No charges to be pressed over prank call tragedy
By Chris Cooke | Published on Monday 4 February 2013
The UK’s Crown Prosecution Service has said it will not bring any charges over the hoax call made by an Australian radio station last year, which it’s believed contributed to the death by suicide of a London nurse.
As previously reported, Aussie DJs Michael ‘MC’ Christian and Mel Grieg called London’s King Edward VII Hospital last year while it was treating Kate Middleton, pretending to be the Queen and Prince Charles enquiring about their (grand)daughter-in-law’s condition. Taken in by the hoax, nurse Jacintha Saldanha connected the call to a colleague who then discussed Middleton’s health with the radio presenters.
When the Australian DJs then broadcast the pre-recorded hoax the stunt became global news. While most media criticism about the prank was aimed at MC and Grieg and their employers 2day FM rather than the hospital caring for Middleton, Saldanha took her own life a few days later. Since the tragic turn of events MC and Grieg have been off the air and, while 2day FM say they will both return at some point, a new show launched in their old slot last month.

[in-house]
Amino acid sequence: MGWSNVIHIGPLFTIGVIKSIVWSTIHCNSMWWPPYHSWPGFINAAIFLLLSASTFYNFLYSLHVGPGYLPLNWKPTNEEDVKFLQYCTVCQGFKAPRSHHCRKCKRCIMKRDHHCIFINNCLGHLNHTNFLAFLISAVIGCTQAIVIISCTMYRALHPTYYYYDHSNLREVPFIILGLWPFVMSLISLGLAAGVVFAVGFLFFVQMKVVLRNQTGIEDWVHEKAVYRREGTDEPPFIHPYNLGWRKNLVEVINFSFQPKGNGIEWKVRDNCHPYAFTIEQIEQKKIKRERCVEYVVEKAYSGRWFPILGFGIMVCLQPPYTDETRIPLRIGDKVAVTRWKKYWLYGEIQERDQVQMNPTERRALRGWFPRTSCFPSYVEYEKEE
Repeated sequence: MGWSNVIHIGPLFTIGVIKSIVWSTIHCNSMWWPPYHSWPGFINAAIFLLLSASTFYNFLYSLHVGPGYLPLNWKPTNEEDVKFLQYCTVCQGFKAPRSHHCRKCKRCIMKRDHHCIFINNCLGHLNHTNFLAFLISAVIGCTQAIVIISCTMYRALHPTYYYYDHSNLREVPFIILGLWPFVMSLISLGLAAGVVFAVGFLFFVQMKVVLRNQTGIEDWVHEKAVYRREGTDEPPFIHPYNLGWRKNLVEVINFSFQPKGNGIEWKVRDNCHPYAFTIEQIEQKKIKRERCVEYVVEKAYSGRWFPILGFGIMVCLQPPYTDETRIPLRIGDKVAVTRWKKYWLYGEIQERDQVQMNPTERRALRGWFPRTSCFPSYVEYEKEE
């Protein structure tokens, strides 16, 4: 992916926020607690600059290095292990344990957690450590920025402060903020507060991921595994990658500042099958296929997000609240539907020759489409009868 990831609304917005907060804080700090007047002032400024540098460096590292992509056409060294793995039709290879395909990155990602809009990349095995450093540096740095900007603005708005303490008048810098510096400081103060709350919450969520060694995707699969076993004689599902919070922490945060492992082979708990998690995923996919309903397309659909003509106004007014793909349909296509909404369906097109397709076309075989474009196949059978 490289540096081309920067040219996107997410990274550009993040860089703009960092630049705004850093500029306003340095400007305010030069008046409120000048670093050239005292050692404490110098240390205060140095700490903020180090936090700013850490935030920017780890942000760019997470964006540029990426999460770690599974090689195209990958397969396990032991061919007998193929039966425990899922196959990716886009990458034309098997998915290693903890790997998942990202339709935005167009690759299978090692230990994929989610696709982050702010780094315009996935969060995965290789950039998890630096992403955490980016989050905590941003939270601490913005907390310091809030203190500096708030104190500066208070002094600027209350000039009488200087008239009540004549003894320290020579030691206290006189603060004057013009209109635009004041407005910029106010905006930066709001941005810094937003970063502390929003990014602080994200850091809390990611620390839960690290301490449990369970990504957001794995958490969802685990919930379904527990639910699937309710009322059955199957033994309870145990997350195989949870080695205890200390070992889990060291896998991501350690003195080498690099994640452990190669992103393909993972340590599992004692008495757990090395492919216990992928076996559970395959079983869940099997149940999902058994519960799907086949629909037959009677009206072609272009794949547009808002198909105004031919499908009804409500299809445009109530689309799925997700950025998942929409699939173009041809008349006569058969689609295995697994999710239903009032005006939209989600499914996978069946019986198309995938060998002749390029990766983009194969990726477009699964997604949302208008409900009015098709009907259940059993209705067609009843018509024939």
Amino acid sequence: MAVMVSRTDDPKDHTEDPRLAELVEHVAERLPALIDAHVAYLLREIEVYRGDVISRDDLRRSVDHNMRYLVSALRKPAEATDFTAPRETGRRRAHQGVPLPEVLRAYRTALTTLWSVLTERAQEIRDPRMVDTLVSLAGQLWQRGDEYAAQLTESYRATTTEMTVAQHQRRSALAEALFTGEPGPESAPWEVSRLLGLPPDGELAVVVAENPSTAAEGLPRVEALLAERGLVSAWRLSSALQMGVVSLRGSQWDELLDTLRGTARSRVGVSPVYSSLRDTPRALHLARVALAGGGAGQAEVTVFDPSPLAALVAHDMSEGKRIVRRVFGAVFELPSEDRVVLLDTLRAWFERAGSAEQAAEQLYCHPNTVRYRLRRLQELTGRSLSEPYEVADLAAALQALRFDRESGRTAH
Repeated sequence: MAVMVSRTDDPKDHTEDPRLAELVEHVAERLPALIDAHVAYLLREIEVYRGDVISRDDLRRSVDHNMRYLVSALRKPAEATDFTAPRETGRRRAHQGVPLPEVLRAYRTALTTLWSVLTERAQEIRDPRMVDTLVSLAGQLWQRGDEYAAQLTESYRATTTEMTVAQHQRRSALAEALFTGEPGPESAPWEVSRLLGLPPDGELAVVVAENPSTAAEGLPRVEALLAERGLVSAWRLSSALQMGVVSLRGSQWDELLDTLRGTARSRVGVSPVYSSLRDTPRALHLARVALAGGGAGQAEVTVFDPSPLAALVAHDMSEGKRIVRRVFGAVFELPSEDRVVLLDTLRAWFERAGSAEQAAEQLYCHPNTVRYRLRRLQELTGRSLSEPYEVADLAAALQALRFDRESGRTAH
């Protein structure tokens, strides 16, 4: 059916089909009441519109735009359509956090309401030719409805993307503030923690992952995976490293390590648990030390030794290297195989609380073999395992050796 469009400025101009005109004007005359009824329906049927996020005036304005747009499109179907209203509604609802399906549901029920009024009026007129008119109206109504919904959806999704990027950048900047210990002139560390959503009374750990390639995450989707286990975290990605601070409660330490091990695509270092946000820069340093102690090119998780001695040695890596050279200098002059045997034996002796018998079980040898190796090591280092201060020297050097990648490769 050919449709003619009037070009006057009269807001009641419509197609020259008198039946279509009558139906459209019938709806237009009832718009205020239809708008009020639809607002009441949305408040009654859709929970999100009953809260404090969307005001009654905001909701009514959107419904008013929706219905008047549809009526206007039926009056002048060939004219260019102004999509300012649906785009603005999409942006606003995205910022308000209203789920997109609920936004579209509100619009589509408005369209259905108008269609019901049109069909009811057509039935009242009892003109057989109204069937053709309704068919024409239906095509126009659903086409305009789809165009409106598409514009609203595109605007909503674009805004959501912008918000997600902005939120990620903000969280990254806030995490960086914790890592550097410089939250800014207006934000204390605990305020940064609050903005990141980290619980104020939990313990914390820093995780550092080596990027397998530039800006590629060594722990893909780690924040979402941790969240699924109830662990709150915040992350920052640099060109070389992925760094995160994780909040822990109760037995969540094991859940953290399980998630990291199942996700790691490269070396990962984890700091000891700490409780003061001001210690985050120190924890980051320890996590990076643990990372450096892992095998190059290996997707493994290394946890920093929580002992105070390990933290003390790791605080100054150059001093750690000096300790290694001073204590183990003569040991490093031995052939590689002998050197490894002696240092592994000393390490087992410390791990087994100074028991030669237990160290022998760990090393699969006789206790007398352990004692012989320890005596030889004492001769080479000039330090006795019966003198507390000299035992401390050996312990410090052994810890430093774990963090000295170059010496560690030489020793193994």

The CPS last week said that, having considered the Metropolitan Police’s investigation into the case, they had concluded there was not a case for manslaughter here, and that while it was possible elements of the UK’s Data Protection Act, Communications Act and Malicious Communications Act had been breached by 2day FM’s decision to air the prank call, no action would be taken, partly because it is impossible to extradite individuals from Australia for such violations, and partly because “however misguided, the telephone call was intended as a harmless prank”.
Media regulators in Australia are still considering the incident.